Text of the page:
Approximately 150 species of large animals can disappear from the face of the Earth in the very next few years due to predatory hunting, fishing, and the conversion of their habitats into pastures for cattle. This conclusion was made by environmentalists who published an article in the magazine Conservation Letters.
“Our observations show that we literally will soon eat all the remnants of the Earth’s megafauna. Besides hunting, their lives are also threatened by traditional Chinese medicine, as well as habitat degradation. If we do not stop, the number of 70 percent of its species will decrease dramatically, and 60 percent can disappear completely, “- said William Ripple (William Ripple) from the University of Oregon in Corvallis (USA).
Scientists distinguish the five largest mass extinctions of species in the history of life on Earth. The “great” Permian extinction is considered to be the most significant when more than 95 percent of all living creatures that inhabited the planet, including bizarre creatures of animals, close relatives of mammalian ancestors, and a number of marine animals disappeared.
Two years ago, environmentalists announced that a new, sixth mass extinction of animals is now taking place on Earth. According to their calculations, in the epochs that preceded anthropocene – the human age, every hundred years approximately two species of mammals disappeared for every ten thousand species of animals that existed at that time. In the XX and XXI centuries, this figure has grown 114 times.
This extinction, as many eco-activists believe today, is largely due to two things: the explosion of population in Africa and South America and the sharp increase in meat and milk production around the world. Rippl and his colleagues checked whether this is in fact, comparing the frequency of extinction of “commercial” and other animal species over the past three hundred years.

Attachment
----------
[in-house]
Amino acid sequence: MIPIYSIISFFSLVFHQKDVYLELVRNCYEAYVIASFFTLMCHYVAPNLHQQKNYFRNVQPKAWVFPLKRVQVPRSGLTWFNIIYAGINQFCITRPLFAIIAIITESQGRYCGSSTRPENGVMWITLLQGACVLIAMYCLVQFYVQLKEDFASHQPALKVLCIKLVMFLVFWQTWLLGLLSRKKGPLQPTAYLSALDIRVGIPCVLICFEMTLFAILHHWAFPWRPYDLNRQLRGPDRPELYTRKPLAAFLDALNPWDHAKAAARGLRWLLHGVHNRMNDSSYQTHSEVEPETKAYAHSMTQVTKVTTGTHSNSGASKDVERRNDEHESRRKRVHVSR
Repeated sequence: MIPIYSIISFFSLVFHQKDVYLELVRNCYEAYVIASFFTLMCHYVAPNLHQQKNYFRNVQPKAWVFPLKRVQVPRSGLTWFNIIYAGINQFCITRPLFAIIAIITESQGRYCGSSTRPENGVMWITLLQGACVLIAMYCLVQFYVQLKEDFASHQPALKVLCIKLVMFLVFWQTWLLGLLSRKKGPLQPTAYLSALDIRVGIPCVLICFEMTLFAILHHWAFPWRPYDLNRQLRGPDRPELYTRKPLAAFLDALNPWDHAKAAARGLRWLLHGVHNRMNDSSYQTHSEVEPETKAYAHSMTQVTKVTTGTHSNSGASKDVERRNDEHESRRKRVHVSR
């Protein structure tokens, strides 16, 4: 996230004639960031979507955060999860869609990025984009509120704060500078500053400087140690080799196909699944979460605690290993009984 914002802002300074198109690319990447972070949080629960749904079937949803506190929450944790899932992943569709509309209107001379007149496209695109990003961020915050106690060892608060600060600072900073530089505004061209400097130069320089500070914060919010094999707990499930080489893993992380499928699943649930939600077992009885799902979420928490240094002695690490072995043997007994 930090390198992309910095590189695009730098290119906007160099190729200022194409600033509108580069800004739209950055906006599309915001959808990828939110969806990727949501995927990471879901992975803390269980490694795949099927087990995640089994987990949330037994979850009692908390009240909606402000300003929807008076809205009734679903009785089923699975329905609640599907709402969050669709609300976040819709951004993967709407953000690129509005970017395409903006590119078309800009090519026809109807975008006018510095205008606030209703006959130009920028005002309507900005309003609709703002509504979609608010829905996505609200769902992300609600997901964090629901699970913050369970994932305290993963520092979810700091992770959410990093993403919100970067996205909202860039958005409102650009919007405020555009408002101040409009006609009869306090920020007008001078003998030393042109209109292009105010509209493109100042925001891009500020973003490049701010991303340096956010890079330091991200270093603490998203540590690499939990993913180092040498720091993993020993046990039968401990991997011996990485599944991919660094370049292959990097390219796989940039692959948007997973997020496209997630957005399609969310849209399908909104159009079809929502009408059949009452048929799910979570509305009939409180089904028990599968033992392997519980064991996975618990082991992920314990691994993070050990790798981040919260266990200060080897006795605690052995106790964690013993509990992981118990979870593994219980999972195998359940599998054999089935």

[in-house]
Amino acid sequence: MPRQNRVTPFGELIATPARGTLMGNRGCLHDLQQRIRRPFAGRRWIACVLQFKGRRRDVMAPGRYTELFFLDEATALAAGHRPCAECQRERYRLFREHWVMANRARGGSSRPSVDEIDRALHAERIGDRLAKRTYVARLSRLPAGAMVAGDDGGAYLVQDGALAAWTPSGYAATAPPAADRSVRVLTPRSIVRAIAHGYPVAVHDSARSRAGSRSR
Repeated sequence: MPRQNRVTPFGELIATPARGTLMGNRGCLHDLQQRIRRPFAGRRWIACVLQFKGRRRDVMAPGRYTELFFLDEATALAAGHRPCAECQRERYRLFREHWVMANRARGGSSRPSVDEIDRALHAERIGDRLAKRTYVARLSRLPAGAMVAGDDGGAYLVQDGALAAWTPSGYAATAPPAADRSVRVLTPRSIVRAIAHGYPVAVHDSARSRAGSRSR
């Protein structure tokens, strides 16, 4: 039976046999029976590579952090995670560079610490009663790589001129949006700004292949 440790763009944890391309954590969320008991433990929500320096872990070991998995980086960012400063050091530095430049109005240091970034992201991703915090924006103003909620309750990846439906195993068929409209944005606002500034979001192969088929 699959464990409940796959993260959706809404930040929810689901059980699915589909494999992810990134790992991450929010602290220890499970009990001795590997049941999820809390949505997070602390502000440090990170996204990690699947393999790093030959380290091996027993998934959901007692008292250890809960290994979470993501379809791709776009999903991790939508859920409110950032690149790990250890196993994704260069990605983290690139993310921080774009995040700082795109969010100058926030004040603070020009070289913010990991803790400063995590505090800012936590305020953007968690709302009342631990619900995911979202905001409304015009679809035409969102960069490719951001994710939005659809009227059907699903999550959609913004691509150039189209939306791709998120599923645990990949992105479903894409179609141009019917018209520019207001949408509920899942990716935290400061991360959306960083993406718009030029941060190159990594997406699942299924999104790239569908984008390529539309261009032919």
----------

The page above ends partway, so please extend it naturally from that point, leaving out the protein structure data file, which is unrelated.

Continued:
As a rule, it is easier and more profitable to extract meat, skins and other parts of the body of large living creatures, which prompted environmentalists to divide all the inhabitants of the Earth into two groups – the megafauna, whose body weight exceeded 100 kilograms for mammals and fish and 40 kilograms for birds, amphibians and reptiles, and smaller animals.
This analysis showed that the extinction rate of the megafauna and the rest of the planet was extremely uneven – over the past three centuries, two percent of the first group of animals disappeared, and only 0.8 percent of all members of life on Earth. Interestingly, more than half of them have become extinct in the past few decades.
Comparing these historical data with current trends, Rippl and his team came to the conclusion that more than half of megafauna representatives, about one hundred and fifty species of mammals, fish, birds, amphibians and reptiles, will disappear in the coming decades if hunting for them and reducing the area of untouched nooks nature will not stop.
“In addition to hunting, many land animals often accidentally fall into traps and traps, which also often happens with various nets, trawls and other gear in the sea. Habitat destruction adds its contribution. All of these factors add up to an extremely negative effect on the further fate of vertebrate animals “- the ecologist concludes.